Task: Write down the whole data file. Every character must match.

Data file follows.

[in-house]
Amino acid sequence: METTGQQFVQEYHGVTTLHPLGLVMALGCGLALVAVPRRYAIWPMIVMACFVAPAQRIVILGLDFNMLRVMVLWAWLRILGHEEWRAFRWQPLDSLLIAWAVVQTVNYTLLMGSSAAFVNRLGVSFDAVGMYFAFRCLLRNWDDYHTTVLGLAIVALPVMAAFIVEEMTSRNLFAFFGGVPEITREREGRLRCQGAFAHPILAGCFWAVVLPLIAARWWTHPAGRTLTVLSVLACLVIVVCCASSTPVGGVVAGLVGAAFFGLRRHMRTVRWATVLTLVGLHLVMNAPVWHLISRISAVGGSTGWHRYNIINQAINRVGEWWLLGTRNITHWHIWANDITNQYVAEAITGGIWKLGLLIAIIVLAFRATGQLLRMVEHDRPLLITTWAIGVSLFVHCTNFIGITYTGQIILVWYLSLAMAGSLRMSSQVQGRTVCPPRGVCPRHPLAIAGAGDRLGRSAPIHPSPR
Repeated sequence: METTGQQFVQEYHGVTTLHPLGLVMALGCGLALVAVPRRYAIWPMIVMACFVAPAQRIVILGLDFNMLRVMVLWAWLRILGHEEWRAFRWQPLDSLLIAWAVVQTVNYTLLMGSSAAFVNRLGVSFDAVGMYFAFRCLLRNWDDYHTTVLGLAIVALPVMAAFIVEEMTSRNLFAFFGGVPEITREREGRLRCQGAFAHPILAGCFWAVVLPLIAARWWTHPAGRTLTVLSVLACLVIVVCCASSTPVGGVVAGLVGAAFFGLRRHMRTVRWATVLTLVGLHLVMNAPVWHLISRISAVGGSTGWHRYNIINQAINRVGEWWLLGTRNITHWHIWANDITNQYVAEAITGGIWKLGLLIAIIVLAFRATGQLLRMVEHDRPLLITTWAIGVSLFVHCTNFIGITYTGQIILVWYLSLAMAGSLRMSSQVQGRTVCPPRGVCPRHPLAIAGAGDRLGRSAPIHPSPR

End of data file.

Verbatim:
[in-house]
Amino acid sequence: METTGQQFVQEYHGVTTLHPLGLVMALGCGLALVAVPRRYAIWPMIVMACFVAPAQRIVILGLDFNMLRVMVLWAWLRILGHEEWRAFRWQPLDSLLIAWAVVQTVNYTLLMGSSAAFVNRLGVSFDAVGMYFAFRCLLRNWDDYHTTVLGLAIVALPVMAAFIVEEMTSRNLFAFFGGVPEITREREGRLRCQGAFAHPILAGCFWAVVLPLIAARWWTHPAGRTLTVLSVLACLVIVVCCASSTPVGGVVAGLVGAAFFGLRRHMRTVRWATVLTLVGLHLVMNAPVWHLISRISAVGGSTGWHRYNIINQAINRVGEWWLLGTRNITHWHIWANDITNQYVAEAITGGIWKLGLLIAIIVLAFRATGQLLRMVEHDRPLLITTWAIGVSLFVHCTNFIGITYTGQIILVWYLSLAMAGSLRMSSQVQGRTVCPPRGVCPRHPLAIAGAGDRLGRSAPIHPSPR
Repeated sequence: METTGQQFVQEYHGVTTLHPLGLVMALGCGLALVAVPRRYAIWPMIVMACFVAPAQRIVILGLDFNMLRVMVLWAWLRILGHEEWRAFRWQPLDSLLIAWAVVQTVNYTLLMGSSAAFVNRLGVSFDAVGMYFAFRCLLRNWDDYHTTVLGLAIVALPVMAAFIVEEMTSRNLFAFFGGVPEITREREGRLRCQGAFAHPILAGCFWAVVLPLIAARWWTHPAGRTLTVLSVLACLVIVVCCASSTPVGGVVAGLVGAAFFGLRRHMRTVRWATVLTLVGLHLVMNAPVWHLISRISAVGGSTGWHRYNIINQAINRVGEWWLLGTRNITHWHIWANDITNQYVAEAITGGIWKLGLLIAIIVLAFRATGQLLRMVEHDRPLLITTWAIGVSLFVHCTNFIGITYTGQIILVWYLSLAMAGSLRMSSQVQGRTVCPPRGVCPRHPLAIAGAGDRLGRSAPIHPSPR